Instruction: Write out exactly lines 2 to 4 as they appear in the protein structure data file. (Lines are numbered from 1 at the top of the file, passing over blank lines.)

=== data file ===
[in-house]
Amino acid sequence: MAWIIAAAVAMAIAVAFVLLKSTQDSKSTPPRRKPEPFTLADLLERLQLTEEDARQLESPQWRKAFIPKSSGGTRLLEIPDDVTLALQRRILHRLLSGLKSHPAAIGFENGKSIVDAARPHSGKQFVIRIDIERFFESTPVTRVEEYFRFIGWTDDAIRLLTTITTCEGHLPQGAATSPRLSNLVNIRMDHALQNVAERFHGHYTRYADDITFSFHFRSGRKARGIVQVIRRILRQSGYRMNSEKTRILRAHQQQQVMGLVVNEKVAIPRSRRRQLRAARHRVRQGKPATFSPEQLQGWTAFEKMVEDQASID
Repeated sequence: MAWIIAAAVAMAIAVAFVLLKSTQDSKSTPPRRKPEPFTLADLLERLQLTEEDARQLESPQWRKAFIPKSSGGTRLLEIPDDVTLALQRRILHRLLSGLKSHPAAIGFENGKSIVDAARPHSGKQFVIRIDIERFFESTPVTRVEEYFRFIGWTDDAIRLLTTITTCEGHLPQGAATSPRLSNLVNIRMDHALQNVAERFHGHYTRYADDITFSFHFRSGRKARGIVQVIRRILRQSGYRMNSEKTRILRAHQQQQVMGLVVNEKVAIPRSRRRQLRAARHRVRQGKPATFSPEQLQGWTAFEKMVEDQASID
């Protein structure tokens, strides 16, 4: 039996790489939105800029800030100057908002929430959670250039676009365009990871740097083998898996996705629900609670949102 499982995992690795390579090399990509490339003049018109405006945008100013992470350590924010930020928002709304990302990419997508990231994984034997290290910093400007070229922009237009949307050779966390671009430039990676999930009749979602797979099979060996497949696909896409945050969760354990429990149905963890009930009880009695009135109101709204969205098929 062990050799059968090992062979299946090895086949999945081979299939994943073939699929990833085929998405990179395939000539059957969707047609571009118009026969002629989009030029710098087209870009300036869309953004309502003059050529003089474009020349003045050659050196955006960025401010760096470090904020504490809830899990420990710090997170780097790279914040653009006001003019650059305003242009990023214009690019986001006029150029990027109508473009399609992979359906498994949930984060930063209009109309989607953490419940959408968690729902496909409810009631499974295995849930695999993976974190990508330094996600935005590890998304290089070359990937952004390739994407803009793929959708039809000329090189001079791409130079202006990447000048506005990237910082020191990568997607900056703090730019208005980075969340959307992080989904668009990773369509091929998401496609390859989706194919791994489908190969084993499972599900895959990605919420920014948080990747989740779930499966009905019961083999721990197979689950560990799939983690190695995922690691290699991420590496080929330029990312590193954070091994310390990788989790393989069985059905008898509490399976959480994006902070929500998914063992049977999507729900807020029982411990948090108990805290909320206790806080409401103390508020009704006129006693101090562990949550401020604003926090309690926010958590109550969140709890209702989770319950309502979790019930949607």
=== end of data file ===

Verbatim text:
Amino acid sequence: MAWIIAAAVAMAIAVAFVLLKSTQDSKSTPPRRKPEPFTLADLLERLQLTEEDARQLESPQWRKAFIPKSSGGTRLLEIPDDVTLALQRRILHRLLSGLKSHPAAIGFENGKSIVDAARPHSGKQFVIRIDIERFFESTPVTRVEEYFRFIGWTDDAIRLLTTITTCEGHLPQGAATSPRLSNLVNIRMDHALQNVAERFHGHYTRYADDITFSFHFRSGRKARGIVQVIRRILRQSGYRMNSEKTRILRAHQQQQVMGLVVNEKVAIPRSRRRQLRAARHRVRQGKPATFSPEQLQGWTAFEKMVEDQASID
Repeated sequence: MAWIIAAAVAMAIAVAFVLLKSTQDSKSTPPRRKPEPFTLADLLERLQLTEEDARQLESPQWRKAFIPKSSGGTRLLEIPDDVTLALQRRILHRLLSGLKSHPAAIGFENGKSIVDAARPHSGKQFVIRIDIERFFESTPVTRVEEYFRFIGWTDDAIRLLTTITTCEGHLPQGAATSPRLSNLVNIRMDHALQNVAERFHGHYTRYADDITFSFHFRSGRKARGIVQVIRRILRQSGYRMNSEKTRILRAHQQQQVMGLVVNEKVAIPRSRRRQLRAARHRVRQGKPATFSPEQLQGWTAFEKMVEDQASID
């Protein structure tokens, strides 16, 4: 039996790489939105800029800030100057908002929430959670250039676009365009990871740097083998898996996705629900609670949102 499982995992690795390579090399990509490339003049018109405006945008100013992470350590924010930020928002709304990302990419997508990231994984034997290290910093400007070229922009237009949307050779966390671009430039990676999930009749979602797979099979060996497949696909896409945050969760354990429990149905963890009930009880009695009135109101709204969205098929 062990050799059968090992062979299946090895086949999945081979299939994943073939699929990833085929998405990179395939000539059957969707047609571009118009026969002629989009030029710098087209870009300036869309953004309502003059050529003089474009020349003045050659050196955006960025401010760096470090904020504490809830899990420990710090997170780097790279914040653009006001003019650059305003242009990023214009690019986001006029150029990027109508473009399609992979359906498994949930984060930063209009109309989607953490419940959408968690729902496909409810009631499974295995849930695999993976974190990508330094996600935005590890998304290089070359990937952004390739994407803009793929959708039809000329090189001079791409130079202006990447000048506005990237910082020191990568997607900056703090730019208005980075969340959307992080989904668009990773369509091929998401496609390859989706194919791994489908190969084993499972599900895959990605919420920014948080990747989740779930499966009905019961083999721990197979689950560990799939983690190695995922690691290699991420590496080929330029990312590193954070091994310390990788989790393989069985059905008898509490399976959480994006902070929500998914063992049977999507729900807020029982411990948090108990805290909320206790806080409401103390508020009704006129006693101090562990949550401020604003926090309690926010958590109550969140709890209702989770319950309502979790019930949607």